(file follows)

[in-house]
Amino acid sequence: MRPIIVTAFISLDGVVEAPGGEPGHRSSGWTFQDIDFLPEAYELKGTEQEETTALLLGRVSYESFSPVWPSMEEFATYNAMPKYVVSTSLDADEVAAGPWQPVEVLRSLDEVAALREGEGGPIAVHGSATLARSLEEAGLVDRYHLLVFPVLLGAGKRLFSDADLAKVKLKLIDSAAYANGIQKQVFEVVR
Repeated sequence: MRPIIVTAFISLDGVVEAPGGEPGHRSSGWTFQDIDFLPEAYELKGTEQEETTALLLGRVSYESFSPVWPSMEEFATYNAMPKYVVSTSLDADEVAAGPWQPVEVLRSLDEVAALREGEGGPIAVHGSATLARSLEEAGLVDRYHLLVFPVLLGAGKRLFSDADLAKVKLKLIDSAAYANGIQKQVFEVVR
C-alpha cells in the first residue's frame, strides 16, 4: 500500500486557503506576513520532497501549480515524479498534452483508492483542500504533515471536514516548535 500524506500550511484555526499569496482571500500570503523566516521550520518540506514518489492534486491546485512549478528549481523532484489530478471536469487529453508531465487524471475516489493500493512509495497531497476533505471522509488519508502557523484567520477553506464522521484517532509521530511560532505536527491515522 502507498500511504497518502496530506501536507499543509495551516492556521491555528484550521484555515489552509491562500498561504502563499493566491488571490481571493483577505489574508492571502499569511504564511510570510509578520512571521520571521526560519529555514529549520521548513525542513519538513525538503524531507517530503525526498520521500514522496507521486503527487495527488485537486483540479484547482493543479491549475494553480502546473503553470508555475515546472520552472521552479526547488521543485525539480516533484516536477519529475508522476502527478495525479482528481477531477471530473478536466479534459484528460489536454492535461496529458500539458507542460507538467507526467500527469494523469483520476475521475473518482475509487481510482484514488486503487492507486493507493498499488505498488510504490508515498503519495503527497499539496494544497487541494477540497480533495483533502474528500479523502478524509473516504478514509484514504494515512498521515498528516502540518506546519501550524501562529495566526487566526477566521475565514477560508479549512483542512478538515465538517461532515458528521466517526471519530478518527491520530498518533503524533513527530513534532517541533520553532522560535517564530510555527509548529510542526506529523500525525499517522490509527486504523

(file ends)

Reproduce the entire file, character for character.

[in-house]
Amino acid sequence: MRPIIVTAFISLDGVVEAPGGEPGHRSSGWTFQDIDFLPEAYELKGTEQEETTALLLGRVSYESFSPVWPSMEEFATYNAMPKYVVSTSLDADEVAAGPWQPVEVLRSLDEVAALREGEGGPIAVHGSATLARSLEEAGLVDRYHLLVFPVLLGAGKRLFSDADLAKVKLKLIDSAAYANGIQKQVFEVVR
Repeated sequence: MRPIIVTAFISLDGVVEAPGGEPGHRSSGWTFQDIDFLPEAYELKGTEQEETTALLLGRVSYESFSPVWPSMEEFATYNAMPKYVVSTSLDADEVAAGPWQPVEVLRSLDEVAALREGEGGPIAVHGSATLARSLEEAGLVDRYHLLVFPVLLGAGKRLFSDADLAKVKLKLIDSAAYANGIQKQVFEVVR
C-alpha cells in the first residue's frame, strides 16, 4: 500500500486557503506576513520532497501549480515524479498534452483508492483542500504533515471536514516548535 500524506500550511484555526499569496482571500500570503523566516521550520518540506514518489492534486491546485512549478528549481523532484489530478471536469487529453508531465487524471475516489493500493512509495497531497476533505471522509488519508502557523484567520477553506464522521484517532509521530511560532505536527491515522 502507498500511504497518502496530506501536507499543509495551516492556521491555528484550521484555515489552509491562500498561504502563499493566491488571490481571493483577505489574508492571502499569511504564511510570510509578520512571521520571521526560519529555514529549520521548513525542513519538513525538503524531507517530503525526498520521500514522496507521486503527487495527488485537486483540479484547482493543479491549475494553480502546473503553470508555475515546472520552472521552479526547488521543485525539480516533484516536477519529475508522476502527478495525479482528481477531477471530473478536466479534459484528460489536454492535461496529458500539458507542460507538467507526467500527469494523469483520476475521475473518482475509487481510482484514488486503487492507486493507493498499488505498488510504490508515498503519495503527497499539496494544497487541494477540497480533495483533502474528500479523502478524509473516504478514509484514504494515512498521515498528516502540518506546519501550524501562529495566526487566526477566521475565514477560508479549512483542512478538515465538517461532515458528521466517526471519530478518527491520530498518533503524533513527530513534532517541533520553532522560535517564530510555527509548529510542526506529523500525525499517522490509527486504523